Sunday, August 06, 2017

U.S. policymakers continue to engage in misguided, wishful thinking on telecom infrastructure modernization

North Georgia featured in CBS report on rural broadband [VIDEO] - Now Habersham: Millions of Americans today lack access to effective broadband service and many rural Georgians are among them. It’s an issue that’s grabbed the attention of state politicians and, now, the national media. CBS This Morning on Friday reported on the economic struggles facing Northeast Georgians and others who live in communities that lack broadband infrastructure.The Federal Communications Commission (FCC) this week committed over $2B in subsidies over the next decade to help telecom companies expand rural broadband.

Congress also is considering legislation that would incentivize broadband infrastructure investment and foster market competition. Georgia’s 9th District Congressman Doug Collins recently introduced the Gigabit Opportunity Act or GO Act. It would allow companies to defer certain capital gains taxes when they convert those gains to long-term investments in broadband infrastructure within state-designated “Gigabit Opportunity Zones.” Companies also would be allowed to expense the cost of expansion on the front end in ‘GO Zones’.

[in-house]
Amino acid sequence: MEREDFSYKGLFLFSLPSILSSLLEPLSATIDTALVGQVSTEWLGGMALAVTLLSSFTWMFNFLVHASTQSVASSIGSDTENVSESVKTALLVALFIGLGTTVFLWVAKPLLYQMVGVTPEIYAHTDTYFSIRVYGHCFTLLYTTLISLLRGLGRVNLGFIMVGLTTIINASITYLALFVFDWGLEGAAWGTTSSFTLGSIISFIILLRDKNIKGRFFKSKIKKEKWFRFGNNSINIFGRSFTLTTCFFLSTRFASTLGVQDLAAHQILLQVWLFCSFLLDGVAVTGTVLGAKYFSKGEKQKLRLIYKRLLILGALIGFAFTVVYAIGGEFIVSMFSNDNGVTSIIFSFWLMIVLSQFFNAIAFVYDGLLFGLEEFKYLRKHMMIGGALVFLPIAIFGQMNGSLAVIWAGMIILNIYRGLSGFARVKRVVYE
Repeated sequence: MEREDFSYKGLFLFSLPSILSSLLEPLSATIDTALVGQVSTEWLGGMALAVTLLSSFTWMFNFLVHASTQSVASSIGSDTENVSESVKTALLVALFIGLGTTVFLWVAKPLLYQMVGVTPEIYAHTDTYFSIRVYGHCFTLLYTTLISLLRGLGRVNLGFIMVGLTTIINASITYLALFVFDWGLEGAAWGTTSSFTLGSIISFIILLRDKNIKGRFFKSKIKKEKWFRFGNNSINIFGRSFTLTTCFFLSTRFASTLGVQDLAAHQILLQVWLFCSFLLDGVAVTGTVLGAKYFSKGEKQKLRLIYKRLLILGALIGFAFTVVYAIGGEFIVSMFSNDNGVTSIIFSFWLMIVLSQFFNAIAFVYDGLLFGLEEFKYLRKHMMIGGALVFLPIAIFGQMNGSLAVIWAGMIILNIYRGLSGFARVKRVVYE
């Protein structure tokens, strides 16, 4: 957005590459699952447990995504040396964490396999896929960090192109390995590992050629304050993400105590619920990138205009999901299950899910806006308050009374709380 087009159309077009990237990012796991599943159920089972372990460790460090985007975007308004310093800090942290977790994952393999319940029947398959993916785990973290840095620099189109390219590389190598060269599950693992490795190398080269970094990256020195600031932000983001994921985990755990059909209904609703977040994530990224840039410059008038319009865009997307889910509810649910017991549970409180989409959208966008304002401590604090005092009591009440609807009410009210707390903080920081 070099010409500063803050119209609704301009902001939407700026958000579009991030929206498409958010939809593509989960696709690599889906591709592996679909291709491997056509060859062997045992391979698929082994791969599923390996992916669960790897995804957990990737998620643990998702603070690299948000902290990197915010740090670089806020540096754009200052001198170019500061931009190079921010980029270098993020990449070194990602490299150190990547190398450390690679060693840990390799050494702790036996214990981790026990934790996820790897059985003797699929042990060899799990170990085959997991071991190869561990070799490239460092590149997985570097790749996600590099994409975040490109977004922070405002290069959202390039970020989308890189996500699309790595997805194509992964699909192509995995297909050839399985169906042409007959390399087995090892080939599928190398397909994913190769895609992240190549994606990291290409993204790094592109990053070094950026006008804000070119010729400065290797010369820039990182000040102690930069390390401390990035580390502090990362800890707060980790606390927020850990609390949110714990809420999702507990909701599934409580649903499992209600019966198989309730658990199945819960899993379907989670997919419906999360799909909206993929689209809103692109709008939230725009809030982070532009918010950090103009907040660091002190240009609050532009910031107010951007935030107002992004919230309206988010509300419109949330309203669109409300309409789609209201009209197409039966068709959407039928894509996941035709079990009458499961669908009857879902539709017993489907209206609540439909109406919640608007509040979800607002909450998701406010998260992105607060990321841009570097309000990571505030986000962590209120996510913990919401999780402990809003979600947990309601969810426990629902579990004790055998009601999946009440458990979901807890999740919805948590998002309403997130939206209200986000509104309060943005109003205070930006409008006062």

American policymakers continue to engage in misguided, wishful thinking when it comes to badly needed modernization of the nation's outdated telecommunications infrastructure to fast, reliable fiber to the premise (FTTP) technology for the 21st century. Two billion dollars will barely make a dent in the estimated $300 billion needed for job.

Offering tax incentives is similarly wishful, unrealistic thinking. What's needed is an aggressive federal initiative to build FTTP and treat it like a common carrier public asset. Tax incentives are the wrong approach. They are not national infrastructure initiatives; they are limited scope economic development tools.

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